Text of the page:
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Luke 24:44-49

Context
Jesus’ Final Commission

24:44 Then 1  he said to them, “These are my words that I spoke to you while I was still with you, that everything written about me 2  in the law of Moses and the prophets and the psalms 3  must be fulfilled.” 24:45 Then he opened their minds so they could understand the scriptures, 4  24:46 and said to them, “Thus it stands written that the Christ 5  would suffer 6  and would rise from the dead on the third day, 24:47 and repentance 7  for the forgiveness of sins would be proclaimed 8  in his name to all nations, 9  beginning from Jerusalem. 10  24:48 You are witnesses 11  of these things. 24:49 And look, I am sending you 12  what my Father promised. 13  But stay in the city 14  until you have been clothed with power 15  from on high.”

1 tn Here καί (kai) has been translated as “then” to indicate the implied sequence of events within the narrative.

2 sn Everything written about me. The divine plan, events, and scripture itself are seen here as being one.

3 sn For a similar threefold division of the OT scriptures, see the prologue to Sirach, lines 8-10, and from Qumran, the epilogue to 4QMMT, line 10.

4 sn Luke does not mention specific texts here, but it is likely that many of the scriptures he mentioned elsewhere in Luke-Acts would have been among those he had in mind.

5 tn Or “Messiah”; both “Christ” (Greek) and “Messiah” (Hebrew and Aramaic) mean “one who has been anointed.”

6 tn Three Greek infinitives are the key to this summary: (1) to suffer, (2) to rise, and (3) to be preached. The Christ (Messiah) would be slain, would be raised, and a message about repentance would go out into all the world as a result. All of this was recorded in the scripture. The remark shows the continuity between Jesus’ ministry, the scripture, and what disciples would be doing as they declared the Lord risen.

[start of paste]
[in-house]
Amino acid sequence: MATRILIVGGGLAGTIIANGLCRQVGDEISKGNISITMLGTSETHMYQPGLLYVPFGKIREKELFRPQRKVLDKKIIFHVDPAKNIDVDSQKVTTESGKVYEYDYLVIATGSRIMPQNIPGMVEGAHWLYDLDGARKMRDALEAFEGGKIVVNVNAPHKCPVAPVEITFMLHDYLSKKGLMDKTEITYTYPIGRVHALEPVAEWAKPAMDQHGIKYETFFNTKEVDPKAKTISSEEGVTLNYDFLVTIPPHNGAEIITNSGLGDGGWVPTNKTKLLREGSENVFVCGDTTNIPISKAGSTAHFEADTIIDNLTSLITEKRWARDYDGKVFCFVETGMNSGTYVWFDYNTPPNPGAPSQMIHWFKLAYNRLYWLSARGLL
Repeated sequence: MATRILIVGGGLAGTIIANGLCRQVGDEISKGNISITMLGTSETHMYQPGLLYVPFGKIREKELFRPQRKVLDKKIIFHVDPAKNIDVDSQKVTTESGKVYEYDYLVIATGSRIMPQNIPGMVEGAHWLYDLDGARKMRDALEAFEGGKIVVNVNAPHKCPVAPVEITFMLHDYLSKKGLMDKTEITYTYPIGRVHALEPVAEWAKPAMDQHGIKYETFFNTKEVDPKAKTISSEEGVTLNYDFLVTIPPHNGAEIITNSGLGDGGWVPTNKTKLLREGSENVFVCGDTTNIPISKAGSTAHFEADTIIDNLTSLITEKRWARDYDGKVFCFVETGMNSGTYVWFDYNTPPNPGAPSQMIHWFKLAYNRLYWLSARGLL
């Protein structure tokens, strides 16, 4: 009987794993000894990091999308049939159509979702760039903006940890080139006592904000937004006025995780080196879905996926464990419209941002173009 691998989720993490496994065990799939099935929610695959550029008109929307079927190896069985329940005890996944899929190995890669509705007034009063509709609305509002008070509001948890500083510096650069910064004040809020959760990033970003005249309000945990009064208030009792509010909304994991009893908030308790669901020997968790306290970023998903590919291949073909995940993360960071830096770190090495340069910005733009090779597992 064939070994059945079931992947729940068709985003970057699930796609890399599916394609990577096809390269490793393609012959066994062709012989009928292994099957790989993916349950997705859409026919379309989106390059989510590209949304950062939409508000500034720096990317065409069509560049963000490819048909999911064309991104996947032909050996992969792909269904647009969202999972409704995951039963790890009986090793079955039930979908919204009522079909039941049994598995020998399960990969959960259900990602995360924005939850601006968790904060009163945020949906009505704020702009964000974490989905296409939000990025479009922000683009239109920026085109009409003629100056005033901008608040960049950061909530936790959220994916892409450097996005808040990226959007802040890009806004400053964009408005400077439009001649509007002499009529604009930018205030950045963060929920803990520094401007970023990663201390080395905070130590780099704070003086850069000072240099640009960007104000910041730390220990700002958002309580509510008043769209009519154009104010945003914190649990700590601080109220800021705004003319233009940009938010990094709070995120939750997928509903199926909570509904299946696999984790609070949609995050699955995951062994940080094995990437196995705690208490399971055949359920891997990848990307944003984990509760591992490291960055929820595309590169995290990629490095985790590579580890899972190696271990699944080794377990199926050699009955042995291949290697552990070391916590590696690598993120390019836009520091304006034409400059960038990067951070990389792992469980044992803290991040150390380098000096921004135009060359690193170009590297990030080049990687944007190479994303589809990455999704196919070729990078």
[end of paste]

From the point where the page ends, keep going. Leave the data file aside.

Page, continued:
7 sn This repentance has its roots in declarations of the Old Testament. It is the Hebrew concept of a turning of direction.

8 tn Or “preached,” “announced.”

9 sn To all nations. The same Greek term (τὰ ἔθνη, ta eqnh) may be translated “the Gentiles” or “the nations.” The hope of God in Christ was for all the nations from the beginning.

10 sn Beginning from Jerusalem. See Acts 2, which is where it all starts.

map For location see Map5 B1; Map6 F3; Map7 E2; Map8 F2; Map10 B3; JP1 F4; JP2 F4; JP3 F4; JP4 F4.

11 sn You are witnesses. This becomes a key concept of testimony in Acts. See Acts 1:8.

12 tn Grk “sending on you.”

13 tn Grk “the promise of my Father,” with τοῦ πατρός (tou patros) translated as a subjective genitive. This is a reference to the Holy Spirit and looks back to how one could see Messiah had come with the promise of old (Luke 3:15-18). The promise is rooted in Jer 31:31 and Ezek 36:26.

14 sn The city refers to Jerusalem.

15 sn Until you have been clothed with power refers to the coming of the Holy Spirit at Pentecost. What the Spirit supplies is enablement. See Luke 12:11-12; 21:12-15. The difference the Spirit makes can be seen in Peter (compare Luke 22:54-62 with Acts 2:14-41).



TIP #08: Use the Strong Number links to learn about the original Hebrew and Greek text. [ALL]
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